Today Treasurer the Hon. Wayne Swan MP released a snapshot of the carbon price modelling currently being undertaken by Treasury. The full economic modelling will be publicly released shortly, and will detail a number of scenarios. This information will be used by the Multi Party Climate Change Commission in their deliberations around the setting of the price for the fixed price period before moving to a full emissions trading scheme with a market based price.
The Treasurer’s snapshot today is based on a fixed price for carbon emissions of $20 per tonne, which he indicated should not be interpreted as the final carbon price, since no agreement has yet been reached. This scenario would result in the following effects for Australia’s economy:
· Real national income growth would continue at an annual rate per person of about 1.1% until 2050, instead of 1.2% without a price on carbon. By 2020, real national income per person would be 16% higher than it is today, and by 2050 would be 56% higher than it is today.
· Aggregate employment levels would be approximately the same with or without a price on carbon, resulting in an increase by 2020 of around 1.6 million jobs.
· Demand for low-emission technology and services, like renewable electricity, will increase dramatically. Gas-fired electricity is projected to increase 150-300% by 2050, with the renewable electricity sector projected to grow by 600%.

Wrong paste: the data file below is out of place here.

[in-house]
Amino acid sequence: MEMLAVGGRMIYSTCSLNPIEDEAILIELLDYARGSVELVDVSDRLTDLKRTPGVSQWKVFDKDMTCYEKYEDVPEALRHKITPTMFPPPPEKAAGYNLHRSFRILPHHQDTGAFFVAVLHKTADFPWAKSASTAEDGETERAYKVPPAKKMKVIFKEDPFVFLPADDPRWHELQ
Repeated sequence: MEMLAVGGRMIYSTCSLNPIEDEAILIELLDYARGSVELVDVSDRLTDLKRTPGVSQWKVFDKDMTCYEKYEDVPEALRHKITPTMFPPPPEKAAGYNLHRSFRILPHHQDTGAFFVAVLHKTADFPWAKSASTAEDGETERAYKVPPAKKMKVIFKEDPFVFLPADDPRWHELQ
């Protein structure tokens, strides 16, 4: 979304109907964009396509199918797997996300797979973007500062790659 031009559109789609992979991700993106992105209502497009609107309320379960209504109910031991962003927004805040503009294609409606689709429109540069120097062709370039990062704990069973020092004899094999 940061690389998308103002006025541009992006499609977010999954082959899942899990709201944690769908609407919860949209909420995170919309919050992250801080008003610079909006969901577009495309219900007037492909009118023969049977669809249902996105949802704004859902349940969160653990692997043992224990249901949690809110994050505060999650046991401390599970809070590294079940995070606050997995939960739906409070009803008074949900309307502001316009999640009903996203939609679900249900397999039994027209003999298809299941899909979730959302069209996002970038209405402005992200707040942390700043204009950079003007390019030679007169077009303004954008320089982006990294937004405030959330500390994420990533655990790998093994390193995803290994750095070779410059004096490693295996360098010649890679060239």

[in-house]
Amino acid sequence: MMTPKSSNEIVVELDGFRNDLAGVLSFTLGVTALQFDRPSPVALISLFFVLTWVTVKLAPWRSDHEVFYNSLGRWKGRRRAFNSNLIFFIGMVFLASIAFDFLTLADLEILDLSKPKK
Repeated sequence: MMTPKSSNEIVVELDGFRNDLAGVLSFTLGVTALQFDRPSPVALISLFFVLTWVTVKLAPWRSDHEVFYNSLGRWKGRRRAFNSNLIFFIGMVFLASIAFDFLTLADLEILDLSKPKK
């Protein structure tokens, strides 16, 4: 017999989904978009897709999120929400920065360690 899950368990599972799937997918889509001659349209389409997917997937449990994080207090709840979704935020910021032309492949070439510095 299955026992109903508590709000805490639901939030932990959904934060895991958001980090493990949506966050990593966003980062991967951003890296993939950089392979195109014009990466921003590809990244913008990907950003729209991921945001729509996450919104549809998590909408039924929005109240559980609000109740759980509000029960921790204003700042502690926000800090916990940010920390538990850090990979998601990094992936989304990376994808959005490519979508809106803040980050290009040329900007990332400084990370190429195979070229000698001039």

The protection of Australian tourism icons like the Great Barrier Reef, and the continuing agricultural wealth of the Murray-Darling Basin will create other benefits in addition to those outlined above.
The Treasurer also foreshadowed the imminent release of the Productivity Commission’s report about international action. The Productivity Commission’s study takes in the detail of measures being used around the world in countries like China, India, South Korea, Japan and the United Kingdom. The Treasurer noted that the study will make clear that market mechanisms are a far more cost-effective method of reducing carbon emissions than central regulation or subsidies. He said that “it should not be beyond us to turn the necessity of cutting pollution into big opportunities for Australia, like our major trading partners are doing.”
A copy of the Treasurer’s speech is available here.